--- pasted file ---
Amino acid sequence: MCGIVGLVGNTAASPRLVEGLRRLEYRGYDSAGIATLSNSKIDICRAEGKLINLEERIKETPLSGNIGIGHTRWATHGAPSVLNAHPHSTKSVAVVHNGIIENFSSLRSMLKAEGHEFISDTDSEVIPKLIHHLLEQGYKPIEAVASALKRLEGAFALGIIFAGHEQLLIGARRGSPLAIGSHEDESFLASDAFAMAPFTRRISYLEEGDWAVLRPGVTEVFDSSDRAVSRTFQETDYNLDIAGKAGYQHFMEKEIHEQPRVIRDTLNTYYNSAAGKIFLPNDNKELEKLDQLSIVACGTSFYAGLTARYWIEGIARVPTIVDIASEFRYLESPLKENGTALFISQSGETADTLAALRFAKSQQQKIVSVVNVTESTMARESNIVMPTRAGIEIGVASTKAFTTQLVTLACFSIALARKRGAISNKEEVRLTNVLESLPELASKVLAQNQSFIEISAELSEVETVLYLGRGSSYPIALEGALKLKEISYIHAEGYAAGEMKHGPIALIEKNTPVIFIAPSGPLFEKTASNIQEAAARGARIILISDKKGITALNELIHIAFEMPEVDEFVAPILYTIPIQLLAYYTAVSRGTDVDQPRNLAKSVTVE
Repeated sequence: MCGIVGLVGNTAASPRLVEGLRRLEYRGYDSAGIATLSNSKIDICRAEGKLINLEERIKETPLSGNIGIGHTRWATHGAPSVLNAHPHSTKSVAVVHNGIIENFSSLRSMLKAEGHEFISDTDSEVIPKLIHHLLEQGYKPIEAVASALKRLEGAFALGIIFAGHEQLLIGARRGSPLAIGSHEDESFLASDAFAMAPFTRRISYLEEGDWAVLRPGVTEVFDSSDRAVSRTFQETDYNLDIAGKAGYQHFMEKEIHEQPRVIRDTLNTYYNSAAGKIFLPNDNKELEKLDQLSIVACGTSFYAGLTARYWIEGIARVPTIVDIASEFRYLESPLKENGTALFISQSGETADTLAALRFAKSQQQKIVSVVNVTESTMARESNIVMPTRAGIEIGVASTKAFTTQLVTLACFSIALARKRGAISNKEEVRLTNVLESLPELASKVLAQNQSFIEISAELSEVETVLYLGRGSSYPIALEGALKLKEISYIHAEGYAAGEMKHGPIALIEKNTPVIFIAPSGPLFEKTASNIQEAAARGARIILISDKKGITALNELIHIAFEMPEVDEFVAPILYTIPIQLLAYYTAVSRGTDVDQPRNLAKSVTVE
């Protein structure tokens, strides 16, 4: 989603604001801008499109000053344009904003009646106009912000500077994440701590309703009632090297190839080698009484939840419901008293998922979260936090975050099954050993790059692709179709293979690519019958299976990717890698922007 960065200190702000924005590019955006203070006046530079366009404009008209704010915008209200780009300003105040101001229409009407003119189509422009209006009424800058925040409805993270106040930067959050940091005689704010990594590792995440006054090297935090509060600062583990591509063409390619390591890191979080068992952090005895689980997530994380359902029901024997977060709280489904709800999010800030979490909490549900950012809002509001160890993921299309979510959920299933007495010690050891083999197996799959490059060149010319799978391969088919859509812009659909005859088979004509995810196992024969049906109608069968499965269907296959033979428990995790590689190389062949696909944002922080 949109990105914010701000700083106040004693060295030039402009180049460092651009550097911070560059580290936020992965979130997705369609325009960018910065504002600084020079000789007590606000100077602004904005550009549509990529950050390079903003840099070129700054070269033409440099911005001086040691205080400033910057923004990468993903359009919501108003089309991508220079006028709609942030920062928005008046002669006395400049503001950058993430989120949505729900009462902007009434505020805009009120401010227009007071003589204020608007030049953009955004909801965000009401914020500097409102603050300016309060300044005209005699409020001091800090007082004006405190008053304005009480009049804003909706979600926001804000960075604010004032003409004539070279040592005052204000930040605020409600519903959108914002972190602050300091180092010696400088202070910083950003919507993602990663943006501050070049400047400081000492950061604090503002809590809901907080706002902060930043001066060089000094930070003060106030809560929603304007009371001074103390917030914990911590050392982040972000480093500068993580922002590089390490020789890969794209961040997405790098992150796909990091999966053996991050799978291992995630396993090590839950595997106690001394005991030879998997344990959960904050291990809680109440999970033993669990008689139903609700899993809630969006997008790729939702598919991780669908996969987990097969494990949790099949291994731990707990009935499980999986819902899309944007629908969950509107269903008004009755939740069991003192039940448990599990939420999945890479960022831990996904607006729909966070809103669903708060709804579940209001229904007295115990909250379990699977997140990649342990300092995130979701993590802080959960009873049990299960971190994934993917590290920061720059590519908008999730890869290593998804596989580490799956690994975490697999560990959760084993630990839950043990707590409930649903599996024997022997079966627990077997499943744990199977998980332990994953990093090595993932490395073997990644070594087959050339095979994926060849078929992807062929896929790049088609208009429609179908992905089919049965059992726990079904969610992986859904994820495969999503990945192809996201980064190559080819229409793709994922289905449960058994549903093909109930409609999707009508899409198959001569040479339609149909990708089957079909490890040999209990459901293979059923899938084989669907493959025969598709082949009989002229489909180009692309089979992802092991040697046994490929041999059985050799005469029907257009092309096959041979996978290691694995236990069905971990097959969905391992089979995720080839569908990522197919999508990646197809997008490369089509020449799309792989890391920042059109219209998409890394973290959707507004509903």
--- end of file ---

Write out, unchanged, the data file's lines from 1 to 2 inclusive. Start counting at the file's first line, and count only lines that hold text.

Amino acid sequence: MCGIVGLVGNTAASPRLVEGLRRLEYRGYDSAGIATLSNSKIDICRAEGKLINLEERIKETPLSGNIGIGHTRWATHGAPSVLNAHPHSTKSVAVVHNGIIENFSSLRSMLKAEGHEFISDTDSEVIPKLIHHLLEQGYKPIEAVASALKRLEGAFALGIIFAGHEQLLIGARRGSPLAIGSHEDESFLASDAFAMAPFTRRISYLEEGDWAVLRPGVTEVFDSSDRAVSRTFQETDYNLDIAGKAGYQHFMEKEIHEQPRVIRDTLNTYYNSAAGKIFLPNDNKELEKLDQLSIVACGTSFYAGLTARYWIEGIARVPTIVDIASEFRYLESPLKENGTALFISQSGETADTLAALRFAKSQQQKIVSVVNVTESTMARESNIVMPTRAGIEIGVASTKAFTTQLVTLACFSIALARKRGAISNKEEVRLTNVLESLPELASKVLAQNQSFIEISAELSEVETVLYLGRGSSYPIALEGALKLKEISYIHAEGYAAGEMKHGPIALIEKNTPVIFIAPSGPLFEKTASNIQEAAARGARIILISDKKGITALNELIHIAFEMPEVDEFVAPILYTIPIQLLAYYTAVSRGTDVDQPRNLAKSVTVE
Repeated sequence: MCGIVGLVGNTAASPRLVEGLRRLEYRGYDSAGIATLSNSKIDICRAEGKLINLEERIKETPLSGNIGIGHTRWATHGAPSVLNAHPHSTKSVAVVHNGIIENFSSLRSMLKAEGHEFISDTDSEVIPKLIHHLLEQGYKPIEAVASALKRLEGAFALGIIFAGHEQLLIGARRGSPLAIGSHEDESFLASDAFAMAPFTRRISYLEEGDWAVLRPGVTEVFDSSDRAVSRTFQETDYNLDIAGKAGYQHFMEKEIHEQPRVIRDTLNTYYNSAAGKIFLPNDNKELEKLDQLSIVACGTSFYAGLTARYWIEGIARVPTIVDIASEFRYLESPLKENGTALFISQSGETADTLAALRFAKSQQQKIVSVVNVTESTMARESNIVMPTRAGIEIGVASTKAFTTQLVTLACFSIALARKRGAISNKEEVRLTNVLESLPELASKVLAQNQSFIEISAELSEVETVLYLGRGSSYPIALEGALKLKEISYIHAEGYAAGEMKHGPIALIEKNTPVIFIAPSGPLFEKTASNIQEAAARGARIILISDKKGITALNELIHIAFEMPEVDEFVAPILYTIPIQLLAYYTAVSRGTDVDQPRNLAKSVTVE